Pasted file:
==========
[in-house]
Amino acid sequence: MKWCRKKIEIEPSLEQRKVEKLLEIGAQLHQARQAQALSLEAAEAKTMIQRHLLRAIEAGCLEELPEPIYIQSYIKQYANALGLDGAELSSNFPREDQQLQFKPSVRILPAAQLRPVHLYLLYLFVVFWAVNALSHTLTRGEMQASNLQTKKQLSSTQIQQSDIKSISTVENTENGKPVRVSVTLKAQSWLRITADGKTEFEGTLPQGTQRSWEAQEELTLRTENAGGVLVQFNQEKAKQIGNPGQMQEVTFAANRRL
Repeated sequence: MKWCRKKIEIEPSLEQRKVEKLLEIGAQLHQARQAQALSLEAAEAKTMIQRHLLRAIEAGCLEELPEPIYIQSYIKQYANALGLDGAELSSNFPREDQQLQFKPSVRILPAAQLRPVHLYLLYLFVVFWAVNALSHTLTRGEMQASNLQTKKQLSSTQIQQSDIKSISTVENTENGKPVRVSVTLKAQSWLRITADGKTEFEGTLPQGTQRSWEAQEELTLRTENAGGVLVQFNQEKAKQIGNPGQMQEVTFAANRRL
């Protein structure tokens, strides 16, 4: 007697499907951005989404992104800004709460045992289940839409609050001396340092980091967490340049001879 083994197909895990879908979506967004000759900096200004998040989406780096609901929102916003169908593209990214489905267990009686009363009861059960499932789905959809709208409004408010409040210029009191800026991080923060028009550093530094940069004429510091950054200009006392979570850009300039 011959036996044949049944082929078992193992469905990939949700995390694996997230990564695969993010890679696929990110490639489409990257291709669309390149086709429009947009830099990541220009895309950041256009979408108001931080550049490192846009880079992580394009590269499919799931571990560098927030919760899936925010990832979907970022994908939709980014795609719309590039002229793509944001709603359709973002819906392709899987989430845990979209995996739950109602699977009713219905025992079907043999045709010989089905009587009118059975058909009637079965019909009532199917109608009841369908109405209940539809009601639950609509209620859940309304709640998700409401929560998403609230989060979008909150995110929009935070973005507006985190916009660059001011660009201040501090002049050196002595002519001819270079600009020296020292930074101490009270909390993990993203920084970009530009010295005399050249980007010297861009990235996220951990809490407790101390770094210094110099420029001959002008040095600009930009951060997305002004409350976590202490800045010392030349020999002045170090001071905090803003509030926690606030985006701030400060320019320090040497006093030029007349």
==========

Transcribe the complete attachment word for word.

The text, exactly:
[in-house]
Amino acid sequence: MKWCRKKIEIEPSLEQRKVEKLLEIGAQLHQARQAQALSLEAAEAKTMIQRHLLRAIEAGCLEELPEPIYIQSYIKQYANALGLDGAELSSNFPREDQQLQFKPSVRILPAAQLRPVHLYLLYLFVVFWAVNALSHTLTRGEMQASNLQTKKQLSSTQIQQSDIKSISTVENTENGKPVRVSVTLKAQSWLRITADGKTEFEGTLPQGTQRSWEAQEELTLRTENAGGVLVQFNQEKAKQIGNPGQMQEVTFAANRRL
Repeated sequence: MKWCRKKIEIEPSLEQRKVEKLLEIGAQLHQARQAQALSLEAAEAKTMIQRHLLRAIEAGCLEELPEPIYIQSYIKQYANALGLDGAELSSNFPREDQQLQFKPSVRILPAAQLRPVHLYLLYLFVVFWAVNALSHTLTRGEMQASNLQTKKQLSSTQIQQSDIKSISTVENTENGKPVRVSVTLKAQSWLRITADGKTEFEGTLPQGTQRSWEAQEELTLRTENAGGVLVQFNQEKAKQIGNPGQMQEVTFAANRRL
């Protein structure tokens, strides 16, 4: 007697499907951005989404992104800004709460045992289940839409609050001396340092980091967490340049001879 083994197909895990879908979506967004000759900096200004998040989406780096609901929102916003169908593209990214489905267990009686009363009861059960499932789905959809709208409004408010409040210029009191800026991080923060028009550093530094940069004429510091950054200009006392979570850009300039 011959036996044949049944082929078992193992469905990939949700995390694996997230990564695969993010890679696929990110490639489409990257291709669309390149086709429009947009830099990541220009895309950041256009979408108001931080550049490192846009880079992580394009590269499919799931571990560098927030919760899936925010990832979907970022994908939709980014795609719309590039002229793509944001709603359709973002819906392709899987989430845990979209995996739950109602699977009713219905025992079907043999045709010989089905009587009118059975058909009637079965019909009532199917109608009841369908109405209940539809009601639950609509209620859940309304709640998700409401929560998403609230989060979008909150995110929009935070973005507006985190916009660059001011660009201040501090002049050196002595002519001819270079600009020296020292930074101490009270909390993990993203920084970009530009010295005399050249980007010297861009990235996220951990809490407790101390770094210094110099420029001959002008040095600009930009951060997305002004409350976590202490800045010392030349020999002045170090001071905090803003509030926690606030985006701030400060320019320090040497006093030029007349």